Interestingly, Jai Gopal, a Pandit, conducting rituals at Kheer Bhawani says, “The Puja thalis are paid for only after the thali is returned to the shop keeper”. “This is tradition and has continued for eons and there has never been a chance when a devotee made off with a thali or evaded payment thus”, the shrine Pandit adds. This is indeed true, when I last visited the Kheer Bhawani shrine during an off season detour, I was surprised about this matter of faith and trust of post payments, that is perhaps seen no where in the world.

Fragrance of Hawan ‘saamagri’ or fire-offerings consisting of dried flowers, leaves, stems and roots collected from surrounding forests and other assorted material has a mandatory inclusion of lotus seeds (Pambuch) known to ward off evil spirits. At 32 degree centigrade, the holy environs here remain cool with the canopy of Chinars, some of whose branches touch the cooling waters nearby.

Ravinder Kaul, a freelance journalist, clicked a photograph of a Kashmiri Pandit and Kashmiri Muslim engrossed in conversation for hours at the Mela, unconcerned about the colorful revelry and melodious ‘Bhajans’ that soothed the air. This photograph posted on the FB, received over 1000 likes and comments and more than 245 shares, thereby emerging as a fountain of hope, of ties, of heart strings, impossible to break between Kashmiri Muslims and Kashmiri Pandits, despite troubled times of the past.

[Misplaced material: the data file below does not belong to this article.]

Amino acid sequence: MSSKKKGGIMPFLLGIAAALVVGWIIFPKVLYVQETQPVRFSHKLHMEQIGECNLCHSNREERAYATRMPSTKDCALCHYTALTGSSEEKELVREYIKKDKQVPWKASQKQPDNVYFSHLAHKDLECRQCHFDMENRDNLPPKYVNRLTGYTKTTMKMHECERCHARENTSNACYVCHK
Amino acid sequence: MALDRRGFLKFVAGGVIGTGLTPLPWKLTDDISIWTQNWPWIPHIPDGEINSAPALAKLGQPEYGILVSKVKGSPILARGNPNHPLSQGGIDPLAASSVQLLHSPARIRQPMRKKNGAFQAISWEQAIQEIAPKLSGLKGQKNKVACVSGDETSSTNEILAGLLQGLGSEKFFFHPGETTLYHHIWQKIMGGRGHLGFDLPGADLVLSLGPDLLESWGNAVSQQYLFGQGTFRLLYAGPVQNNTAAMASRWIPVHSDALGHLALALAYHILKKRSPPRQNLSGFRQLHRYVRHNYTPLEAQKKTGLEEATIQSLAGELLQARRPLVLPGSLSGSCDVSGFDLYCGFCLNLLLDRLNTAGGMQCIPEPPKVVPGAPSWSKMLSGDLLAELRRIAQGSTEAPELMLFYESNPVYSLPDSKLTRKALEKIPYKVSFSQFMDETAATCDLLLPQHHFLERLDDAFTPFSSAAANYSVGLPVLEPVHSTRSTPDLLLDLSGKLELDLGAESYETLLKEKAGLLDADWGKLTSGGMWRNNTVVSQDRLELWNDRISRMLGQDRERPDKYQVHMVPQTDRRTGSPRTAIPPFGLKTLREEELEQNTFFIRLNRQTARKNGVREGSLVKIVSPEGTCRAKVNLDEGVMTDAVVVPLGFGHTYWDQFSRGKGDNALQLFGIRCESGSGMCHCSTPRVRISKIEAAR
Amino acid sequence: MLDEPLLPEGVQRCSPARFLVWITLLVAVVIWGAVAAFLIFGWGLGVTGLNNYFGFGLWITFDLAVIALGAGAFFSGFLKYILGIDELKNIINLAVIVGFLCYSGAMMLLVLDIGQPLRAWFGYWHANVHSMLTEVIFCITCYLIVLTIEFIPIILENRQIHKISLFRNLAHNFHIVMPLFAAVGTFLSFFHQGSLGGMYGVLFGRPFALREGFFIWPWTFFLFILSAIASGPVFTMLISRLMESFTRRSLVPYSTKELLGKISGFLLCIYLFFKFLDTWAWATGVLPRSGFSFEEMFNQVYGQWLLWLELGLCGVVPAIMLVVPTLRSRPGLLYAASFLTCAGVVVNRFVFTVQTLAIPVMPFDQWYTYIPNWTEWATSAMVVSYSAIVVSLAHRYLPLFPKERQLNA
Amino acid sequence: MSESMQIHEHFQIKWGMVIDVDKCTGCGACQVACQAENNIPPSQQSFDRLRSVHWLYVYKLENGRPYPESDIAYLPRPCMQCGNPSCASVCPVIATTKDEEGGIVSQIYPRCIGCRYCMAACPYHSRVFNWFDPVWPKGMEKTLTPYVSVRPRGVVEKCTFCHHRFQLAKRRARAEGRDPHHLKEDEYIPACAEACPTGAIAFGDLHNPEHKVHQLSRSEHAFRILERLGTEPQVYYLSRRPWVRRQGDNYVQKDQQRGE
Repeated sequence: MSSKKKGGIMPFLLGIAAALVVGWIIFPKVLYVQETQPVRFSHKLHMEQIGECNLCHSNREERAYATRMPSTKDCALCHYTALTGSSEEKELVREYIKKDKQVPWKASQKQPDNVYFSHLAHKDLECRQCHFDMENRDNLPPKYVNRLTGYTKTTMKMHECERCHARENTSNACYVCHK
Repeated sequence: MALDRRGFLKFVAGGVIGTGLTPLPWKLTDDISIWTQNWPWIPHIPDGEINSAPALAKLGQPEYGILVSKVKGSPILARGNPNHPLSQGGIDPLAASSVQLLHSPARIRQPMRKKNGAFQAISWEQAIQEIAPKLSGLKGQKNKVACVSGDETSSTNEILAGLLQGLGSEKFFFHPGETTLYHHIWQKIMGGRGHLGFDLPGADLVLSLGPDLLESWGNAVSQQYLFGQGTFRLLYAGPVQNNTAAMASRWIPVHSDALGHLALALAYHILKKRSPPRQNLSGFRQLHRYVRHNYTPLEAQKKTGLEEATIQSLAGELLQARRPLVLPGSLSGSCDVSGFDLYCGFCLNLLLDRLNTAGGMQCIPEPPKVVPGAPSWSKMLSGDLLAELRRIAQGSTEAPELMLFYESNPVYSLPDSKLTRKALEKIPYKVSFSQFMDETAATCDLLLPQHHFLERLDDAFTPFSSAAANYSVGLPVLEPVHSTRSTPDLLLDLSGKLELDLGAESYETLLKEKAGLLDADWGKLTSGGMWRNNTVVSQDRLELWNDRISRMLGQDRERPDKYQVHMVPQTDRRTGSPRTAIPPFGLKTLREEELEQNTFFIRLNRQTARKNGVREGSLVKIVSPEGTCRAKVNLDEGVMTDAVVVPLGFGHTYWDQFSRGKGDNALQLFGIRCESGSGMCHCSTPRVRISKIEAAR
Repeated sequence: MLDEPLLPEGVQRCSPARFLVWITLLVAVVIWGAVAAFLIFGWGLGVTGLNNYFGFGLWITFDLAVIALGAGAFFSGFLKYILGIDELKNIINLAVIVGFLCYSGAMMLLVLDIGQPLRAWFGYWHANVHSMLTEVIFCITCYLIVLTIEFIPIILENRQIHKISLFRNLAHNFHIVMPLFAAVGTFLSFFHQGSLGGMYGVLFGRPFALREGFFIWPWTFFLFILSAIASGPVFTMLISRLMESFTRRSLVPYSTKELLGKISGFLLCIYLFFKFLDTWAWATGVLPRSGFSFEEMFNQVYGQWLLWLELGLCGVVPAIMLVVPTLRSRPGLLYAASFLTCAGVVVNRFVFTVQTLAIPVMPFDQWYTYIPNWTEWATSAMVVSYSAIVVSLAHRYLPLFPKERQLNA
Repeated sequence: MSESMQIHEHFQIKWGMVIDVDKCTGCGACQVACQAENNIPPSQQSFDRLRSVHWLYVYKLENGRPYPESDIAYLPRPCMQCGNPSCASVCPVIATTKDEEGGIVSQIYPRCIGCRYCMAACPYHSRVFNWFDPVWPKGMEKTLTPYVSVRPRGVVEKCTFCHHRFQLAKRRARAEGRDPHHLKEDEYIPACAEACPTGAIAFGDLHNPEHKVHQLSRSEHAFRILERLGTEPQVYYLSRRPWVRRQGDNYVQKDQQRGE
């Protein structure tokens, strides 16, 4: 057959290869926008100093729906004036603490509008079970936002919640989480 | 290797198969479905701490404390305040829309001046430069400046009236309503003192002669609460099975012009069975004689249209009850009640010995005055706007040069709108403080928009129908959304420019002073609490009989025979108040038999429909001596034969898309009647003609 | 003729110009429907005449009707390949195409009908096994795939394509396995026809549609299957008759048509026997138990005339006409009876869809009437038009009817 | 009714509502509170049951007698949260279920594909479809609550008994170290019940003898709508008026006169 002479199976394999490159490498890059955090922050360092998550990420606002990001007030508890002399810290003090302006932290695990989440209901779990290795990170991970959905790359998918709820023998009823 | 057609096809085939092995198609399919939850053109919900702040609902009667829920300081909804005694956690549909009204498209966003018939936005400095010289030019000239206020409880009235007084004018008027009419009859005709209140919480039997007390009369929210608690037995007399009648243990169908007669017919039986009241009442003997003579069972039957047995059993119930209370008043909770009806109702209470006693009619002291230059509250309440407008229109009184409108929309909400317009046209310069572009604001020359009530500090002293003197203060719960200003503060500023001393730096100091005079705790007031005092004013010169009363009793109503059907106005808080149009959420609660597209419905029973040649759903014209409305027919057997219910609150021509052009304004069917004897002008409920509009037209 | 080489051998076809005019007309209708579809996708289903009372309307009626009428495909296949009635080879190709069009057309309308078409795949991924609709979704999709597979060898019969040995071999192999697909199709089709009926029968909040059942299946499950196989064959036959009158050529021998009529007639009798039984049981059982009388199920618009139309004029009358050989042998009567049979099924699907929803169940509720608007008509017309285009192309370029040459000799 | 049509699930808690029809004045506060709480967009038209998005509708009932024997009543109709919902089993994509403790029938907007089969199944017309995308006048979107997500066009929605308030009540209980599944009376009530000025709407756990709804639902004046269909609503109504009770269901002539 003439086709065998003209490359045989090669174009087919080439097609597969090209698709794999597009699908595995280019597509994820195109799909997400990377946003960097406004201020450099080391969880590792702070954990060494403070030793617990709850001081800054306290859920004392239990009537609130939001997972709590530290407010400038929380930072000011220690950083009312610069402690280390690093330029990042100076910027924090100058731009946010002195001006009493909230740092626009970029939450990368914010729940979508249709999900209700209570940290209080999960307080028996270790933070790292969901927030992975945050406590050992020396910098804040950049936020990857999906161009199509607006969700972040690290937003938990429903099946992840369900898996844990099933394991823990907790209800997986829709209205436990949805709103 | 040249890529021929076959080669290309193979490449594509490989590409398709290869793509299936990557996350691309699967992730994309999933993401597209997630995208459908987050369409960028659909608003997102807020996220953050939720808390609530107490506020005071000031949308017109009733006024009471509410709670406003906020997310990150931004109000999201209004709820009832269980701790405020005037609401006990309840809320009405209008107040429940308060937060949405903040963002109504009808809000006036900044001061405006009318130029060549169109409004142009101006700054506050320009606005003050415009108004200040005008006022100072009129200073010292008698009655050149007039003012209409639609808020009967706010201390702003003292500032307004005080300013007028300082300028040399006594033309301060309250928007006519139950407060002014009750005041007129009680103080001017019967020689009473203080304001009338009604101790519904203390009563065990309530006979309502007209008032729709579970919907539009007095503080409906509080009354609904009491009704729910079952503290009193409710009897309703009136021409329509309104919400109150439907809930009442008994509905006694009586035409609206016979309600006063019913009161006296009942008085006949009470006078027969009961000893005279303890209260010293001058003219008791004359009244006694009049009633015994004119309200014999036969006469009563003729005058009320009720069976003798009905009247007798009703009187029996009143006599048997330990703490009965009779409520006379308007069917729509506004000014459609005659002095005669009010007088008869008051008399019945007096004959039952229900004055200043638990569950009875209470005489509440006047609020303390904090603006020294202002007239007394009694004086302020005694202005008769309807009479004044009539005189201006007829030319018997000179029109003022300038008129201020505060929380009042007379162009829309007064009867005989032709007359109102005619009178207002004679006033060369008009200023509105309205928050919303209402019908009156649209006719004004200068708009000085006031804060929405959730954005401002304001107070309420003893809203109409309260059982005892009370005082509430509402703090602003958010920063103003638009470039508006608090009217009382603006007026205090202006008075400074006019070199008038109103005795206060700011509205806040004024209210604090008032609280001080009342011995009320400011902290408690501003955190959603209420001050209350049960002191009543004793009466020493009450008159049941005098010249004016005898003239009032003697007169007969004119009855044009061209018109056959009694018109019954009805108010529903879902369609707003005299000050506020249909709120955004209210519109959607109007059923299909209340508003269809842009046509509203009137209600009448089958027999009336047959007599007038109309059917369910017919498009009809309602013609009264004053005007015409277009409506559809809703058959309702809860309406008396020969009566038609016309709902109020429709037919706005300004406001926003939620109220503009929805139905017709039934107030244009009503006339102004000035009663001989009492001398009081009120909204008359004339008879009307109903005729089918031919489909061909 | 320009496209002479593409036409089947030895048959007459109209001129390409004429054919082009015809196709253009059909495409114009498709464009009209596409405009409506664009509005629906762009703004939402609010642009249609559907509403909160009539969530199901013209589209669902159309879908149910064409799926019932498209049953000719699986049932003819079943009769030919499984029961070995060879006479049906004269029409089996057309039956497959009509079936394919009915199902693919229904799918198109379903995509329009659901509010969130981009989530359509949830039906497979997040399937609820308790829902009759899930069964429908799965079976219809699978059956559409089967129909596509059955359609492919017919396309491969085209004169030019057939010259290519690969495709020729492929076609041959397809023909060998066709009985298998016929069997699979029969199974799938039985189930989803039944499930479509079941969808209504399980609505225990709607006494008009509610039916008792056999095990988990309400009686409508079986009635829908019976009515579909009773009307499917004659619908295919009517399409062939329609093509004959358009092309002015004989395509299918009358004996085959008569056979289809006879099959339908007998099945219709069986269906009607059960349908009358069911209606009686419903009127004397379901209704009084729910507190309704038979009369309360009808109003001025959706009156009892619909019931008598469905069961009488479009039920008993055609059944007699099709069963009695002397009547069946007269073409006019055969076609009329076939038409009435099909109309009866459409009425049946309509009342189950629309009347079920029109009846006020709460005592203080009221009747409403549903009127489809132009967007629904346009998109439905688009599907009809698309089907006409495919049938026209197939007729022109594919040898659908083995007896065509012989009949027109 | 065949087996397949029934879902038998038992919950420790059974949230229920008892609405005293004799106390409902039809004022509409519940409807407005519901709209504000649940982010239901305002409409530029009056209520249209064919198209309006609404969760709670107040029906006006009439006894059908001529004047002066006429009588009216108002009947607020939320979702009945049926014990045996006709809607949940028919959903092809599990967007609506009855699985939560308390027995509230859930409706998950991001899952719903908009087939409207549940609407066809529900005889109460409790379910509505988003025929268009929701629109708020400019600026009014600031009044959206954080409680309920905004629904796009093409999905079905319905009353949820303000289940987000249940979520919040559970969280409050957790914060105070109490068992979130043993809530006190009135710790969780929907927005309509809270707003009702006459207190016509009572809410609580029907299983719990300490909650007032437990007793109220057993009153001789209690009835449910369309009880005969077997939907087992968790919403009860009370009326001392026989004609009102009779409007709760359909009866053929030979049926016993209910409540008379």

Governor of the state NN Vohra took a stroll and Yasin Mallik a politician advocating freedom from India, Congress leader Saifuddin Soz as well as PDP’s senior leaders were seen in bear hugs with fellow Kashmiris, urging them to return to the beauteous Valley. No one seemed to be convinced even as stalls by most political parties the PDP, Congress, National Conference dot the venue. Also true to the festive spirit were stalls by Kashmir police for assistance, RBI and J&K Bank for financial awareness programmes, Civil Defense, Traffic Police, Health Services, Tourism, Medical and others. The spirit of brotherhood however lives on with Broadway Hotel, Civil, Secretariat employees and Swami Vivekananda Mission, Nagdandi providing free food for all devotees.

Some reminiscenced about good times when families lived in houseboats for a week to participate in the grand fair. They all join in “puran ahuti” or the final offerings and “saamoohik aarti” or collective prayers, knowing fully well that chances of their return were hardly bright. The fair gives this alienated community, a chance to touch roots. For a day, the spirit soars high and faith keeps its beauteous moorings all through the year,